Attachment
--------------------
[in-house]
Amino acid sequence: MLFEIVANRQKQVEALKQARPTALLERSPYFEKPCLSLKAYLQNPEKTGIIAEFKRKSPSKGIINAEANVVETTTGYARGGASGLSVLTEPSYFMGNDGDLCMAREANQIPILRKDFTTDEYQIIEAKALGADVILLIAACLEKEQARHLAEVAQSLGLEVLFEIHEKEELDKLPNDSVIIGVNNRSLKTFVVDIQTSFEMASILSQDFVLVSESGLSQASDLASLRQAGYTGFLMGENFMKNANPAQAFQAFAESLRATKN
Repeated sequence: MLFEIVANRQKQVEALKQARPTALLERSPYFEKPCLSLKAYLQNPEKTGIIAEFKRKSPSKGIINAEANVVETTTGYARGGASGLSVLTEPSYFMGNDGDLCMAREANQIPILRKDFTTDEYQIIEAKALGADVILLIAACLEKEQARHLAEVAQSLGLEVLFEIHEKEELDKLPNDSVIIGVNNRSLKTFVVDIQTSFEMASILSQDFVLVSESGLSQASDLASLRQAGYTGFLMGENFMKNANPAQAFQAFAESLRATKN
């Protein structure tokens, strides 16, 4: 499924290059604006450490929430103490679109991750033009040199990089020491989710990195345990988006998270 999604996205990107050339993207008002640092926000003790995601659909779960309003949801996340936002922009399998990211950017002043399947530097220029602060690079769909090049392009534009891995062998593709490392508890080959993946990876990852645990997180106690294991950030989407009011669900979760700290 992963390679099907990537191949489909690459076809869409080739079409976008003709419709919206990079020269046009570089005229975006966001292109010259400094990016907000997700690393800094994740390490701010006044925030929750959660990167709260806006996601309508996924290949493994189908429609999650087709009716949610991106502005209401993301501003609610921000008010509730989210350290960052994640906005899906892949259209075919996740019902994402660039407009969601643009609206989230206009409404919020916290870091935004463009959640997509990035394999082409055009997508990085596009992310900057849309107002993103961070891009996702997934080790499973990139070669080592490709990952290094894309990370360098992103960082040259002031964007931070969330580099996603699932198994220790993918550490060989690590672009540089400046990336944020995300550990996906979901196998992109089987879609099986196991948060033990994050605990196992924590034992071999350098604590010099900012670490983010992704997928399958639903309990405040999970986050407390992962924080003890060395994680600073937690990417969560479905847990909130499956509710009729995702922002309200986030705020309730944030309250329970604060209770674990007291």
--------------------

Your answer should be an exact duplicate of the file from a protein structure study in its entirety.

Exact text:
[in-house]
Amino acid sequence: MLFEIVANRQKQVEALKQARPTALLERSPYFEKPCLSLKAYLQNPEKTGIIAEFKRKSPSKGIINAEANVVETTTGYARGGASGLSVLTEPSYFMGNDGDLCMAREANQIPILRKDFTTDEYQIIEAKALGADVILLIAACLEKEQARHLAEVAQSLGLEVLFEIHEKEELDKLPNDSVIIGVNNRSLKTFVVDIQTSFEMASILSQDFVLVSESGLSQASDLASLRQAGYTGFLMGENFMKNANPAQAFQAFAESLRATKN
Repeated sequence: MLFEIVANRQKQVEALKQARPTALLERSPYFEKPCLSLKAYLQNPEKTGIIAEFKRKSPSKGIINAEANVVETTTGYARGGASGLSVLTEPSYFMGNDGDLCMAREANQIPILRKDFTTDEYQIIEAKALGADVILLIAACLEKEQARHLAEVAQSLGLEVLFEIHEKEELDKLPNDSVIIGVNNRSLKTFVVDIQTSFEMASILSQDFVLVSESGLSQASDLASLRQAGYTGFLMGENFMKNANPAQAFQAFAESLRATKN
């Protein structure tokens, strides 16, 4: 499924290059604006450490929430103490679109991750033009040199990089020491989710990195345990988006998270 999604996205990107050339993207008002640092926000003790995601659909779960309003949801996340936002922009399998990211950017002043399947530097220029602060690079769909090049392009534009891995062998593709490392508890080959993946990876990852645990997180106690294991950030989407009011669900979760700290 992963390679099907990537191949489909690459076809869409080739079409976008003709419709919206990079020269046009570089005229975006966001292109010259400094990016907000997700690393800094994740390490701010006044925030929750959660990167709260806006996601309508996924290949493994189908429609999650087709009716949610991106502005209401993301501003609610921000008010509730989210350290960052994640906005899906892949259209075919996740019902994402660039407009969601643009609206989230206009409404919020916290870091935004463009959640997509990035394999082409055009997508990085596009992310900057849309107002993103961070891009996702997934080790499973990139070669080592490709990952290094894309990370360098992103960082040259002031964007931070969330580099996603699932198994220790993918550490060989690590672009540089400046990336944020995300550990996906979901196998992109089987879609099986196991948060033990994050605990196992924590034992071999350098604590010099900012670490983010992704997928399958639903309990405040999970986050407390992962924080003890060395994680600073937690990417969560479905847990909130499956509710009729995702922002309200986030705020309730944030309250329970604060209770674990007291």